Most of us spend around 90% of our lives indoors, working, living, shopping and entertaining. Think about that: on average, 90 hours of every 100 is spent inside buildings. We all experience buildings first-hand and we know on some level that architecture is about buildings. Well architecture IS about buildings, but it’s also much, much more.
Small “b” buildings vs. capital “A” Architecture
Architecture is more than basic shelter and more than four walls and a roof over our heads. It affects everything we do. Architecture can help us see the world in new ways. It can encourage us, lift our spirits, bring us peace. Done badly, it can confuse us, stress us out or make us sick. The silent dialogue between us and our buildings speaks much more profoundly than words. Winston Churchill said it well: “We shape our buildings and then they shape us”.
Language of space
The language of architecture is found in the three dimensional space that accommodates the entire range of human activity. Architecture happens in the way those spaces are configured, their relationship to each other, their material quality, proportion, scale, materials, light, colours, mood. These intangible qualities give a building, architecture, its meaning.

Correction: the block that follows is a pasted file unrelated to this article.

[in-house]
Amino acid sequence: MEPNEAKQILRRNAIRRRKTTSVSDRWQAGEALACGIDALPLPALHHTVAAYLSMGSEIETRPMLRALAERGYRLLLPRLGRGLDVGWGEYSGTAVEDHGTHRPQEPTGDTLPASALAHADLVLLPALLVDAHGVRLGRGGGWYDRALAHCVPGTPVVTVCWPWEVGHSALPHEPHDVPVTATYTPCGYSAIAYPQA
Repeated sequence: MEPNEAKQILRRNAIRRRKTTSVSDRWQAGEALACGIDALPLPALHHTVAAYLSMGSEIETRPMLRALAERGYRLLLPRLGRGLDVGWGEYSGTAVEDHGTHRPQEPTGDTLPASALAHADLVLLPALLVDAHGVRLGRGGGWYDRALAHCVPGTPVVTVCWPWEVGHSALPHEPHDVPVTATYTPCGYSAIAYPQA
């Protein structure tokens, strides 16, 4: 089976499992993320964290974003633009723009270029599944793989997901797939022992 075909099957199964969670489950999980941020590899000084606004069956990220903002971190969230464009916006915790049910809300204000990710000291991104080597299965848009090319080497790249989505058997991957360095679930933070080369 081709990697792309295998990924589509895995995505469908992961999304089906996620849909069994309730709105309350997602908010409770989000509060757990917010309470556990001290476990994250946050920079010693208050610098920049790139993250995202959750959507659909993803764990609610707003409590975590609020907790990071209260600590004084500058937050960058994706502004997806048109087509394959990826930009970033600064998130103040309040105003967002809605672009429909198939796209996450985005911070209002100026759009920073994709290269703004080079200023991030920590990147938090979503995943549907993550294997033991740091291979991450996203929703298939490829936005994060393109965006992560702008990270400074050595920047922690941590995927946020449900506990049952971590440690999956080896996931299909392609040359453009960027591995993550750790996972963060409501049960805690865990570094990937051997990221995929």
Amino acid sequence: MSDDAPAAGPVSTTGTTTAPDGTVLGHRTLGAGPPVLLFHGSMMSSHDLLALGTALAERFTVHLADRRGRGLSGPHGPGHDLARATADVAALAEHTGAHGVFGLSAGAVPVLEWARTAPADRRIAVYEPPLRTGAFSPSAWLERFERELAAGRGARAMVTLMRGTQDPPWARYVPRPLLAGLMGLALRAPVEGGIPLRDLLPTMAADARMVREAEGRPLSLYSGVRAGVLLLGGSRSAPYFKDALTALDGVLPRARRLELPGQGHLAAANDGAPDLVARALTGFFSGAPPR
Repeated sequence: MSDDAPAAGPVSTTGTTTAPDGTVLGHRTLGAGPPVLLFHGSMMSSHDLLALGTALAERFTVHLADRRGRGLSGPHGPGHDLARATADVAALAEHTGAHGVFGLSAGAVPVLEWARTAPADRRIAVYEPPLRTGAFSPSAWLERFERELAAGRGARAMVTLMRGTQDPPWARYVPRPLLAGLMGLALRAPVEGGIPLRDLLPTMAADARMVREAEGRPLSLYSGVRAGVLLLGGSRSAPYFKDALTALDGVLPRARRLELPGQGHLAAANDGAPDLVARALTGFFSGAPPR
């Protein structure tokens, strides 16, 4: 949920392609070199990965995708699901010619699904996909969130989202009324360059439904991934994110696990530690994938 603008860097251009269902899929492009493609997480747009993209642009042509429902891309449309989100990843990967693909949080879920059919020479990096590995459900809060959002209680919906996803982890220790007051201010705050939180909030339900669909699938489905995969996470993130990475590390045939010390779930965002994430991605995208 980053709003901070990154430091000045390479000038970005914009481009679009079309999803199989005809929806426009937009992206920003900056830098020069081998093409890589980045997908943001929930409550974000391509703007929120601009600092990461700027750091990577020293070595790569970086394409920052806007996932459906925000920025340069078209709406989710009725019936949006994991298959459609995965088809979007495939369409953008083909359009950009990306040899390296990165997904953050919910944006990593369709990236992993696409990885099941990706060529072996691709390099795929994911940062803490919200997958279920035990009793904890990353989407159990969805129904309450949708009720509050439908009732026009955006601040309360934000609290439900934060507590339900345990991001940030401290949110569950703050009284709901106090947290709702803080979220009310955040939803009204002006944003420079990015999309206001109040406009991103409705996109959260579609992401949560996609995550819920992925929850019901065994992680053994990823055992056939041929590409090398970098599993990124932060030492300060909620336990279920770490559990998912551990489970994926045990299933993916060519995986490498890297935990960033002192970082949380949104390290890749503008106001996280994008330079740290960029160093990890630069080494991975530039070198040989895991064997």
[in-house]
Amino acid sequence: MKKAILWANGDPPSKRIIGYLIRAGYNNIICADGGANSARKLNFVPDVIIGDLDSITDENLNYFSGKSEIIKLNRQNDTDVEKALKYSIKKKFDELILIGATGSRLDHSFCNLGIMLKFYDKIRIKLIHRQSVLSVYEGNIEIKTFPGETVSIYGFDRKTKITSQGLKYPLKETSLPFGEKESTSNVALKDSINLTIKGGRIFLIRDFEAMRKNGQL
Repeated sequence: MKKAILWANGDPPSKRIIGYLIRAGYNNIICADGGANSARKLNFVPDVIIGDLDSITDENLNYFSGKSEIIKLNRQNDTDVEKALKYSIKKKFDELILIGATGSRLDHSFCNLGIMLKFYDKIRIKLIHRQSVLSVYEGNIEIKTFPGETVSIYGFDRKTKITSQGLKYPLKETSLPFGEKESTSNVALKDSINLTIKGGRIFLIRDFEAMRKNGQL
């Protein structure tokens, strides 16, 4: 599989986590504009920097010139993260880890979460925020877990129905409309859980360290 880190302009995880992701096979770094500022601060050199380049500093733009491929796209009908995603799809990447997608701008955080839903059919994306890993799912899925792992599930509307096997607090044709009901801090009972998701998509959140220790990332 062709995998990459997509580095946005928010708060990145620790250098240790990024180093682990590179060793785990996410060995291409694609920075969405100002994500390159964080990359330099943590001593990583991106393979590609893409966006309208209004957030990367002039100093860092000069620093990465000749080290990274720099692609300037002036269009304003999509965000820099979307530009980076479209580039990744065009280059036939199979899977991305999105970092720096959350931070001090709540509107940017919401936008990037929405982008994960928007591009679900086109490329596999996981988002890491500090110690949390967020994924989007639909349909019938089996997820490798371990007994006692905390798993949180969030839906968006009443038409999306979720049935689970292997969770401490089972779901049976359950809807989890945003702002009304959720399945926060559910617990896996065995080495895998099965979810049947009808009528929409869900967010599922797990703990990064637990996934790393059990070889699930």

Architecture starts with an idea. Architect Daniel Libeskind says: “It’s not the richness of materials, but the richness of ideas.” A church for example, should communicate ideas about our significance in the universe. Ideas about the nature of God, of our relationship to Him, our relationship to other people and to the natural world. A church expresses a world-view in built form, not necessarily through symbols and icons, but through the quality of space itself.
Putting materials together
Architect Mies van der Rohe gets to the essence: “Architecture starts when you carefully put two bricks together. There it begins.” So architecture begins, and ends, with very deliberate ideas about how we put materials together to create something greater than the sum of it’s parts.
Ideas are cheap
Ideas don’t have to be expensive, but they do have to be considered early in the process. An idea can be as simple as the particular placement of a window, the qualities of a wall or door, or the way people are directed through a space.
What is the message?
So what is your building about? As you embark on a building program, what ideas should your architecture communicate? Good or bad, that message will speak for decades to come and will affect up to 90% of your time here on earth. Why not begin it with a capital “A”?
For more ideas about how to take your architecture from “b” to “A”, talk to Kelly or David at Parker Seminoff Architects or leave a comment below.